Saturday, 28 November 2020

Withholding evidence an alarming development

“It is disturbing to learn that evidence from senior public servants to the Royal Commission into the Christchurch mosque attacks will be withheld in full,” says ACT Justice and Firearms Law Reform spokesperson Nicole McKee.

“Firstly, this was not the impression given in statements from the Commission in recent days, which noted that only some information would be withheld to protect national security.

“While the Commission said a small number of senior Ministers past and present and senior public servants would not be at liberty to discuss their interviews because of confidentiality orders, it is surprising to learn that this stretches to complete suppression of their evidence.

“In fact, much was made of the Commission’s statement that the report had been written in a way that it could ‘be made available to the public, in full, without the need for redaction.’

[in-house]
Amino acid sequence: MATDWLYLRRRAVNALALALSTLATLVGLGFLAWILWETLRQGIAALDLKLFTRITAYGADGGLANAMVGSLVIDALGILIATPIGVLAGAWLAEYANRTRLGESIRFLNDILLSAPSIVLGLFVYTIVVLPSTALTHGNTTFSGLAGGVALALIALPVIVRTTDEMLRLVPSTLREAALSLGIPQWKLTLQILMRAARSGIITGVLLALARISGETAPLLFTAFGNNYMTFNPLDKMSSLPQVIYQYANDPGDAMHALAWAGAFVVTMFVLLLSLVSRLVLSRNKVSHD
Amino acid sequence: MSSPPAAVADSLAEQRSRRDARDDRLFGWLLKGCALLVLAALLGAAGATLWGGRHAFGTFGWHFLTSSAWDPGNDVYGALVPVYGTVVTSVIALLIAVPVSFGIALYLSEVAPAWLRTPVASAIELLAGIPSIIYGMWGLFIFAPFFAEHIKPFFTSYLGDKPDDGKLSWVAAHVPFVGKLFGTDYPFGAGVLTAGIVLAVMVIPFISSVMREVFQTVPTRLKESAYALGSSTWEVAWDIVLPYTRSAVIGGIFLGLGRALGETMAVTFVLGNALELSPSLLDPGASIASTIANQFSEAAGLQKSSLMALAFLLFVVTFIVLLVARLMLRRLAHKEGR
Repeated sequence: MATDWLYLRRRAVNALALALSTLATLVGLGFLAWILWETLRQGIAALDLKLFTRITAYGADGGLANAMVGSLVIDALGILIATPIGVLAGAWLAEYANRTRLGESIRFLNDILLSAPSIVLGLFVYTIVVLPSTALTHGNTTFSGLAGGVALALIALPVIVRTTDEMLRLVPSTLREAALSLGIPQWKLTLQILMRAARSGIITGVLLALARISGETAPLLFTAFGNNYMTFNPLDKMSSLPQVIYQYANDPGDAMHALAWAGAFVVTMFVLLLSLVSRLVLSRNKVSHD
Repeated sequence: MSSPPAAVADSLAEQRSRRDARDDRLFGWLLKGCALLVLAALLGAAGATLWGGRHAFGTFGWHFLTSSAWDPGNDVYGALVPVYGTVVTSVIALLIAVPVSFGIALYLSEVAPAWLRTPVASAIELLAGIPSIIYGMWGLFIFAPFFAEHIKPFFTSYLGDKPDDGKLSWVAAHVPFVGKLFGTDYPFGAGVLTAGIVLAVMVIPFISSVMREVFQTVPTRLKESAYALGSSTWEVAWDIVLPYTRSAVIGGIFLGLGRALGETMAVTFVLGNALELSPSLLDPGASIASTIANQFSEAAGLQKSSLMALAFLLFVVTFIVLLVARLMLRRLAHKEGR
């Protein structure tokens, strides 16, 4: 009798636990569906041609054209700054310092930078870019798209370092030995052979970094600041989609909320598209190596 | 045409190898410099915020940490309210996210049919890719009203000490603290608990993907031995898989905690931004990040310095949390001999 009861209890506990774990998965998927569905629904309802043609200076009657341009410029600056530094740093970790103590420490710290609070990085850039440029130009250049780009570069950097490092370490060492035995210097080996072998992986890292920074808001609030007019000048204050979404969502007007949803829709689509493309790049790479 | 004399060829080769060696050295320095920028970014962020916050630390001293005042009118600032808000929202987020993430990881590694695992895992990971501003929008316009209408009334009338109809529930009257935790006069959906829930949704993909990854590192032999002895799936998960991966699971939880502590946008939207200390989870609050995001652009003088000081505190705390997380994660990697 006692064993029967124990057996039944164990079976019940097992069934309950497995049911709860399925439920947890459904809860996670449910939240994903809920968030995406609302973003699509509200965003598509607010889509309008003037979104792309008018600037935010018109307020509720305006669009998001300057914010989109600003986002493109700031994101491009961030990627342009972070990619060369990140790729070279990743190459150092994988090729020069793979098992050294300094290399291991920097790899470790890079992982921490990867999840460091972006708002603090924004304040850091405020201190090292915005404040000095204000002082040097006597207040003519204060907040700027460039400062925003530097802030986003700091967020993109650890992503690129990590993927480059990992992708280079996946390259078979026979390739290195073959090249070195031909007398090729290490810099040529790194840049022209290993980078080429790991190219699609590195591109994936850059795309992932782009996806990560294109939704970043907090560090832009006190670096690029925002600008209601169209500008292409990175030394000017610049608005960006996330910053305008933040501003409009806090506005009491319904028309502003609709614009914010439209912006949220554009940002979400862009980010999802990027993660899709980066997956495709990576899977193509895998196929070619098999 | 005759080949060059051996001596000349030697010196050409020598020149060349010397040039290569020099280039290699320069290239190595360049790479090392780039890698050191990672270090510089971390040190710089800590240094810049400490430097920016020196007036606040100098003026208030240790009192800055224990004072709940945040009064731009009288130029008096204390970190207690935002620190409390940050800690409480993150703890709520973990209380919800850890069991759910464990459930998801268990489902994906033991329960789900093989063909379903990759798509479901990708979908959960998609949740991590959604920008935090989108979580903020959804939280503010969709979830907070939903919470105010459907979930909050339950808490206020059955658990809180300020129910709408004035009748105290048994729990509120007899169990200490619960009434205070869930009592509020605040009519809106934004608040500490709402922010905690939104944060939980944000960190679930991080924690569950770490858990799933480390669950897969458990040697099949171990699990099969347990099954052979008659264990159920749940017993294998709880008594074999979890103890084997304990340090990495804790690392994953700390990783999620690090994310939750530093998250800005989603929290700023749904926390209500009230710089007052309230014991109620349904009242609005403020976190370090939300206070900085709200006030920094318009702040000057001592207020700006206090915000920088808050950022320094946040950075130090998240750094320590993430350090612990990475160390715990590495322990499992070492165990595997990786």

“We now learn, after the report has been handed to the Government, that all evidence provided by Ministers and senior public servants will be suppressed for 30 years.

“ACT believes all evidence other than that which might prejudice national security, or which could risk the safety of individuals involved in processes that arguably led to the foreign terrorist being able to undertake his attacks, should be made public.

“That is the standard of disclosure expected under the Official Information Act and the public should receive nothing less in this case.

“For full transparency an explanation of the reasoning behind the decision is deserved, especially as so much is being withheld when it appears that the advice suggested otherwise.

“Just because the Inquiries Act allows the Government to do this doesn’t mean it should.

“The enormity of the events of 15 March 2019 and the need for the public to have trust in our institutions so that a similar violent act will never be repeated, is a valid case for the very highest levels of transparency.

“ACT is concerned questions will now linger over whether lessons will be properly learned because pertinent information is being withheld.

“New Zealand lived this terror and are living its consequences as a country. We are all awaiting the inquiry’s findings.”